• An on-site liaison, supplied by the vendor, acted as a bridge between the Life Time team and the offshore project manager. This person was on a senior level technically and had strong communication skills.

• An on-site business analyst, supplied by the vendor, completed the application's functional requirements, then returned to India to act as offshore project manager.

• An offshore project manager tracked tasks and schedules for three offshore team members: a Java developer, a JSP developer and a tester.• An offshore technical manager supervised our project, as well as three others.

• A Life Time software manager coordinated his team with the on-site liaison to provide code reviews, database design and general advice.

• A manager in Life Time's real-estate division served as the business champion.

The project got off to a good start. The vendor's business analyst met frequently with the real-estate division's users and, with the on-site liaison, worked furiously to document all the functional and user interface requirements within four weeks.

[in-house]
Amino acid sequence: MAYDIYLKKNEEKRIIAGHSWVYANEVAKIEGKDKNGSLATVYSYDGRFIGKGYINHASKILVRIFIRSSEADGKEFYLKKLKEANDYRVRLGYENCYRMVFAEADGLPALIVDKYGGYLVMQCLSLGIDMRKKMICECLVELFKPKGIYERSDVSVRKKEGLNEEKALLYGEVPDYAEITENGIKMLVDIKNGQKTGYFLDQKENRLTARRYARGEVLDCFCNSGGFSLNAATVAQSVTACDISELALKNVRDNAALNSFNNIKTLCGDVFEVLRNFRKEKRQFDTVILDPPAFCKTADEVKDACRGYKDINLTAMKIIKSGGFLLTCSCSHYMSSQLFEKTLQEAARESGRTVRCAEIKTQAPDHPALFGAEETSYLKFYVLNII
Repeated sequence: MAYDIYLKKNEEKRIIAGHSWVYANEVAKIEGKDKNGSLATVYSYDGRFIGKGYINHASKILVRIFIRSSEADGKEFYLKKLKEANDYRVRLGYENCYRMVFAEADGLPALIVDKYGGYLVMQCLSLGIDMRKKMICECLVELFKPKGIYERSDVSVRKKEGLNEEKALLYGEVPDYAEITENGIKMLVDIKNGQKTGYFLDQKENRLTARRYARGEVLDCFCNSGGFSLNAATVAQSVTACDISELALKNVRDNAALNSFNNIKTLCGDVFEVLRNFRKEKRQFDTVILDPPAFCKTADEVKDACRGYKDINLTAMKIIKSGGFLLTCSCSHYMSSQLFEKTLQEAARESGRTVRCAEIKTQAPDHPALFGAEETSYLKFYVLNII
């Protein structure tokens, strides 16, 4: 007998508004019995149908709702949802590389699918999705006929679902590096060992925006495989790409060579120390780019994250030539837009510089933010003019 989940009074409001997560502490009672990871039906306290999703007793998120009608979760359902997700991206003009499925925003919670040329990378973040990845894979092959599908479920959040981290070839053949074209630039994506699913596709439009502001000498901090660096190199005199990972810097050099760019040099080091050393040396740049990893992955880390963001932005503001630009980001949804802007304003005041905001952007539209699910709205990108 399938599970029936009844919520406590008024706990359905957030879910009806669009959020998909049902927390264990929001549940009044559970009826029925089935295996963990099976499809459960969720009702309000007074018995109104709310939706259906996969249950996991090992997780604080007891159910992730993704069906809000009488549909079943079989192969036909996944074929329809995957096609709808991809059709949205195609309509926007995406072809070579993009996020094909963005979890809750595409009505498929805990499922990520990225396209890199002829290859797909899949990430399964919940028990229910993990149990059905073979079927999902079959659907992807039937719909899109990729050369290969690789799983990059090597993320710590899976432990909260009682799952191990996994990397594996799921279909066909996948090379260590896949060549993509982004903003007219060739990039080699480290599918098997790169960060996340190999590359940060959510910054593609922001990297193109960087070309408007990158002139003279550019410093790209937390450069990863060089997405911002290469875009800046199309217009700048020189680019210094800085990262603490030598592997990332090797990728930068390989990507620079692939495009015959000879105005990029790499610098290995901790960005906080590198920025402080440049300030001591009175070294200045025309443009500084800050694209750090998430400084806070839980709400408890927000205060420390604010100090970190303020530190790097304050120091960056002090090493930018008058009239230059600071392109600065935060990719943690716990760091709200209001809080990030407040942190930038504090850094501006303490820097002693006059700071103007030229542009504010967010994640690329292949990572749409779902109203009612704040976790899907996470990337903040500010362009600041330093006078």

By week three, however, our internal lead business analyst threw up a red flag. His review of the functional specs exposed problems in the requirements, particularly in the interface specs. For example, the UI as laid out forced the users to re-enter data they had previously entered. Plus, the screen flow was illogical and confusing. The on-site liaison countered that though the UI had problems, it ostensibly complied with the documented business requirements.To ensure that we would get what we needed, we extended the project time line, agreed to a cost increase of $7,000 to allow for additional analysis and better interface design, and dedicated internal Life Time analysis and UI people to guide the final version of the documentation.